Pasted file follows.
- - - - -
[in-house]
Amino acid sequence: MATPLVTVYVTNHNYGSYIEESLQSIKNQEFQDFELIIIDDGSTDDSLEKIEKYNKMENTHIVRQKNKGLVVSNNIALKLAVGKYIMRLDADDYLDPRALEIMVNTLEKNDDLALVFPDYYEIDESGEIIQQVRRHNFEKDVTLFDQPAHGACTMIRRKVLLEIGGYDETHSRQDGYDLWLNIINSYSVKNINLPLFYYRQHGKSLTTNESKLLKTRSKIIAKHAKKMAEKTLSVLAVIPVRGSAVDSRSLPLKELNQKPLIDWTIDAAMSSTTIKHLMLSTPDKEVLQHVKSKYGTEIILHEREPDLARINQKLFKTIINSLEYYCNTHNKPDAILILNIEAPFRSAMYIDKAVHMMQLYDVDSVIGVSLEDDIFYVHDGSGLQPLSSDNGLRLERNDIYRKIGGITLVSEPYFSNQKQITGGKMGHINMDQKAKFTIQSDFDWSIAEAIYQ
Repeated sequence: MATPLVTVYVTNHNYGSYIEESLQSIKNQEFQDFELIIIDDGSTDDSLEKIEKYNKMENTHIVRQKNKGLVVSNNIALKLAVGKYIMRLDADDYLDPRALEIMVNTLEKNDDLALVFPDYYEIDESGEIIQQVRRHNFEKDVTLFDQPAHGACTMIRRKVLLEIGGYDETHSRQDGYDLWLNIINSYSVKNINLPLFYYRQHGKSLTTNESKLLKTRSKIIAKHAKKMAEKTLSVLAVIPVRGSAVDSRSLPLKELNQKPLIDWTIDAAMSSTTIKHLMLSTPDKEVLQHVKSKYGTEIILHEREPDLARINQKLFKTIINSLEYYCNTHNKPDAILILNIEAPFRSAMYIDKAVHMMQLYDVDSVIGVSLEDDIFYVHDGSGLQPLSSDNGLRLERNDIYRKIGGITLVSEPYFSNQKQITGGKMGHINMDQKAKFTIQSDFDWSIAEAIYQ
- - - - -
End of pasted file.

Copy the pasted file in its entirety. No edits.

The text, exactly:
[in-house]
Amino acid sequence: MATPLVTVYVTNHNYGSYIEESLQSIKNQEFQDFELIIIDDGSTDDSLEKIEKYNKMENTHIVRQKNKGLVVSNNIALKLAVGKYIMRLDADDYLDPRALEIMVNTLEKNDDLALVFPDYYEIDESGEIIQQVRRHNFEKDVTLFDQPAHGACTMIRRKVLLEIGGYDETHSRQDGYDLWLNIINSYSVKNINLPLFYYRQHGKSLTTNESKLLKTRSKIIAKHAKKMAEKTLSVLAVIPVRGSAVDSRSLPLKELNQKPLIDWTIDAAMSSTTIKHLMLSTPDKEVLQHVKSKYGTEIILHEREPDLARINQKLFKTIINSLEYYCNTHNKPDAILILNIEAPFRSAMYIDKAVHMMQLYDVDSVIGVSLEDDIFYVHDGSGLQPLSSDNGLRLERNDIYRKIGGITLVSEPYFSNQKQITGGKMGHINMDQKAKFTIQSDFDWSIAEAIYQ
Repeated sequence: MATPLVTVYVTNHNYGSYIEESLQSIKNQEFQDFELIIIDDGSTDDSLEKIEKYNKMENTHIVRQKNKGLVVSNNIALKLAVGKYIMRLDADDYLDPRALEIMVNTLEKNDDLALVFPDYYEIDESGEIIQQVRRHNFEKDVTLFDQPAHGACTMIRRKVLLEIGGYDETHSRQDGYDLWLNIINSYSVKNINLPLFYYRQHGKSLTTNESKLLKTRSKIIAKHAKKMAEKTLSVLAVIPVRGSAVDSRSLPLKELNQKPLIDWTIDAAMSSTTIKHLMLSTPDKEVLQHVKSKYGTEIILHEREPDLARINQKLFKTIINSLEYYCNTHNKPDAILILNIEAPFRSAMYIDKAVHMMQLYDVDSVIGVSLEDDIFYVHDGSGLQPLSSDNGLRLERNDIYRKIGGITLVSEPYFSNQKQITGGKMGHINMDQKAKFTIQSDFDWSIAEAIYQ